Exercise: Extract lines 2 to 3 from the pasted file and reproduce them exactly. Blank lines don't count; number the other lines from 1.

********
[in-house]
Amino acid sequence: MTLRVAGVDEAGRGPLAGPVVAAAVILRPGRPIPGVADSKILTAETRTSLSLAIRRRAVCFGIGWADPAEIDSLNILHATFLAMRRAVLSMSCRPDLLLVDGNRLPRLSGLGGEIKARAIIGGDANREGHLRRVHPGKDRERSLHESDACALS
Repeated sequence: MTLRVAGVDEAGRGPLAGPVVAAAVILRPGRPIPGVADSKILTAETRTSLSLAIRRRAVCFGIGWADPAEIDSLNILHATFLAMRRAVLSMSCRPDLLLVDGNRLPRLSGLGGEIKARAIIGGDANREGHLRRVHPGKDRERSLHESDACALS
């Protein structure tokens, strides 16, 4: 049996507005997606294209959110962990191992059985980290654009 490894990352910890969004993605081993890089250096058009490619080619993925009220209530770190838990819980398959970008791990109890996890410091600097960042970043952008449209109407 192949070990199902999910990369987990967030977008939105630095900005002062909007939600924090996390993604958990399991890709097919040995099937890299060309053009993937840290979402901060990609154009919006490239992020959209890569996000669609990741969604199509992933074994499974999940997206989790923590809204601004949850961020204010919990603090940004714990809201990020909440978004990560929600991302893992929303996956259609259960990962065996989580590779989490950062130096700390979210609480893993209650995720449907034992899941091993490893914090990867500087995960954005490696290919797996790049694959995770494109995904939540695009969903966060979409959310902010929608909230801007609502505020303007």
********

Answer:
Amino acid sequence: MTLRVAGVDEAGRGPLAGPVVAAAVILRPGRPIPGVADSKILTAETRTSLSLAIRRRAVCFGIGWADPAEIDSLNILHATFLAMRRAVLSMSCRPDLLLVDGNRLPRLSGLGGEIKARAIIGGDANREGHLRRVHPGKDRERSLHESDACALS
Repeated sequence: MTLRVAGVDEAGRGPLAGPVVAAAVILRPGRPIPGVADSKILTAETRTSLSLAIRRRAVCFGIGWADPAEIDSLNILHATFLAMRRAVLSMSCRPDLLLVDGNRLPRLSGLGGEIKARAIIGGDANREGHLRRVHPGKDRERSLHESDACALS